What does bother me is Fiz who was supportive to Tyrone when he was being abused by Kirsty is now becoming as controlling as she was at times and yet,Fiz is considered a 'strong' Corrie woman.

maggie muggins said...

Bravo, Emma, great blog-post! I think this topic is often discussed, and from different angles. Female strength in the face of adversity is one thing, but I like this comic mithering quality. It can go overboard at times, and I love how you don't judge the males badly, which is often done. Vera, for me, was the queen of mithering!

I think maybe it has something to do with post-war Britain, and how the women who learned to do men's work while they were in the trenches, maintained an inner strength after the war, which was passed down to their daughters.

Emma Hynes said...

Thank you Stephen, ELK and maggie for your kind words. I'm glad you enjoyed the piece.
I agree Llifon, the show does need an alpha male and Tony certainly fills that gap. You're also right abbyk, I wouldn't want a street full of bullies either, and by populating it with different types of male characters the programme ensures it has the necessary balance.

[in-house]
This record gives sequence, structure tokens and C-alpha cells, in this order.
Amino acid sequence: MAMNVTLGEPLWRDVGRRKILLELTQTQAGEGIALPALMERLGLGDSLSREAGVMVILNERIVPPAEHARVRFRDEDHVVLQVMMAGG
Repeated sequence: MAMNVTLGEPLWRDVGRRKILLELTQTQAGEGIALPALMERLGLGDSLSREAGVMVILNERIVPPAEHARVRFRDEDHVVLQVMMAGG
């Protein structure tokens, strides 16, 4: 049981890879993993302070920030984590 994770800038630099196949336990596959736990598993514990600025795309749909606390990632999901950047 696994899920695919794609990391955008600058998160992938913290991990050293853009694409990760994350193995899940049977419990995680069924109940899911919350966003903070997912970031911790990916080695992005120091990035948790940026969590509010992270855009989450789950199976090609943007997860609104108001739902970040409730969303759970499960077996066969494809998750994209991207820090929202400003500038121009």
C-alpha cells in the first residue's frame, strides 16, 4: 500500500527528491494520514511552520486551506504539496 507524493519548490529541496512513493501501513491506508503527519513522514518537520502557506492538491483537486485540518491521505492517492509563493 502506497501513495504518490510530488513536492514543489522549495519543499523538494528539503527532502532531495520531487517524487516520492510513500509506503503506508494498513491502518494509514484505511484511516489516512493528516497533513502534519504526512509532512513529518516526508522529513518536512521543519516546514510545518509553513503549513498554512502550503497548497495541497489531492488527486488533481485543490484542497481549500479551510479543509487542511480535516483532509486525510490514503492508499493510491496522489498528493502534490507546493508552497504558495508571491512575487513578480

On the role reversal, I have thought about that too George. I often notice, to my mind, unacceptable ads where men are belittled by women and it frustrates me that these are even permitted to be televised. I don't think they would be if a female was being made little of by a man. But there are a few things about depictions of mithered men in soap or sitcom which make it work.
Firstly, as I've said, we're encouraged to empathise with the man. Secondly, there's the distinct impression that the men concerned wouldn't have it any other way. Thirdly, the women aren't always right, thus putting the men in the superior position, and fourthly, the men must regularly be given the upper hand rather than being relentlessly relegated as somehow beneath the women.
I do worry Anon @ 21.09 that this balance isn't quite right in the case of Fiz and Tyrone and they can act as an example of how it shouldn't be done.
I think maggie hit the nail on the head regarding post-war Britain, and there is a tradition of such representation following on from then. I was just watching an episode of Last of the Summer Wine which is a clear case in point.
It's really all about how it's done if it's to work right.